Recovering After The Storm

In 2012, one of the largest weather events in New York’s recorded history swept across the state’s southeastern border. Superstorm Sandy’s wrath bore down as counties upstate and on Long Island were still recovering from the devastating flood waters and wind damage brought by Hurricane Irene and Tropical Storm Lee in late summer 2011. Fourteen counties were declared federal disaster areas, thousands of lives were affected, countless miles of roads closed or washed out, and hundreds of thousands of homes damaged or destroyed by storm surge and catastrophic flooding. However, in typical New York style, once the storm subsided, people from across the state came together to begin the recovery effort.

Five years after the storms, the state is continuing to invest funds in order to ensure that New York is more resilient and better prepared to withstand future storm impacts. Although most of the attention has understandably focused on housing reconstruction and high-profile infrastructure proposals, there is a quieter, but no less critical story to be told, about our State Parks. Led by the tireless efforts of Governor Andrew Cuomo, state government has worked closely with local governments and community organizations to make the state park system more resilient than ever.

According to a recent report by the Governor’s Office of Storm Recovery (GOSR), the state has received over $4 billion in Community Development Block Grants for disaster recovery (CDBG-DR) from the United States Department of Housing and Urban Development (HUD). The CDBG-DR program was implemented by HUD in the 1970s to promote long-term recovery efforts in communities affected by disasters. Through this program, managed by GOSR, approximately $111 million of these funds have been invested toward resiliency improvements at four State Park facilities – Robert Moses, Jones Beach and Hempstead Lake State Parks on Long Island, and Roberto Clemente State Park in the Bronx.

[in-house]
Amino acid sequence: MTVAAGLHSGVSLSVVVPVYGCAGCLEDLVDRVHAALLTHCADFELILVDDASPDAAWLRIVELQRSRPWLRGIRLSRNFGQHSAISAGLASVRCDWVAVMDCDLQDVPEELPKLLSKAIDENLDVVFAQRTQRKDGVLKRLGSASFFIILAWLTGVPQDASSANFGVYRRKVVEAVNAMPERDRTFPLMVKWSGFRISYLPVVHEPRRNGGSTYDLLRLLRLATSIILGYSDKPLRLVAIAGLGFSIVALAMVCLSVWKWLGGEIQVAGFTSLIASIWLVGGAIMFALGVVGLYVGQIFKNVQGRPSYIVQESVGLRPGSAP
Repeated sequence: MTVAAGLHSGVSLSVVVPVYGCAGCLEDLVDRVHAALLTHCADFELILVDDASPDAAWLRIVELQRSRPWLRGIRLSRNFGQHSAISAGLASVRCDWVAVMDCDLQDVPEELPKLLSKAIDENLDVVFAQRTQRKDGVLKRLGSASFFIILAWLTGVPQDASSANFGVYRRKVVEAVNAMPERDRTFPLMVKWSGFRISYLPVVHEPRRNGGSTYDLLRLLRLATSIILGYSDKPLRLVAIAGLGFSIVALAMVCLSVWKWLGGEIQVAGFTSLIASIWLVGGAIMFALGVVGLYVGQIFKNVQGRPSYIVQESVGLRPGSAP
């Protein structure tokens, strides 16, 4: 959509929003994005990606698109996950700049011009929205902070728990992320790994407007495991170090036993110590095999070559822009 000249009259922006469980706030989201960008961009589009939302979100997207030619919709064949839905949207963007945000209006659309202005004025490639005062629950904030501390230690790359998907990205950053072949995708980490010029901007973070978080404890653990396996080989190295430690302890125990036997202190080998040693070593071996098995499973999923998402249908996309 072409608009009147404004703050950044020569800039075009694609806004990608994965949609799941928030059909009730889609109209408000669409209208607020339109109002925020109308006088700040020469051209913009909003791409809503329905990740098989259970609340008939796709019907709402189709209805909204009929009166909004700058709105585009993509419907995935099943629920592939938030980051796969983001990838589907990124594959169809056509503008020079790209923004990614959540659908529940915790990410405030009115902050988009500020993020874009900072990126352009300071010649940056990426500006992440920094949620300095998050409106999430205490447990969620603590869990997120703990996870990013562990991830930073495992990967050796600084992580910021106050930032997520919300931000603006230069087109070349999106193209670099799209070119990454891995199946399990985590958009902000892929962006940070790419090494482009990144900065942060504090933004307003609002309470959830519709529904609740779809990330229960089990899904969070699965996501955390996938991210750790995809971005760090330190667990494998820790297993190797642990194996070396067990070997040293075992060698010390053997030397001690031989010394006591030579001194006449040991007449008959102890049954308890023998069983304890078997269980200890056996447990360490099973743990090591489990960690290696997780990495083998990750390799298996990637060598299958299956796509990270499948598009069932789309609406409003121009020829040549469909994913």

One of the jewels of the state park system, Jones Beach State Park on Long Island’s south shore welcomes nearly six million visitors to swim, sunbathe, recreate and relax at its white sandy beaches every year. Less than 20 miles from New York City, the park is a vital public resource for the millions of residents and visitors in the community. During Sandy, the park suffered significant damage to its buildings and infrastructure. Thanks to $4 million in grant funding from GOSR, State Parks will be able to upgrade the park’s drainage infrastructure to slow down and filter stormwater runoff and help improve water quality at the popular Zach’s Bay swimming area. The project also includes funding to install flood resistant doors and windows on select buildings with critical infrastructure. Further, by incorporating native plantings and continuing to conserve the large natural areas in the park, the landscape can better buffer the impacts of storms on facilities in the park and around the bay.

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Volunteers plant beach grass at Jones Beach State Park.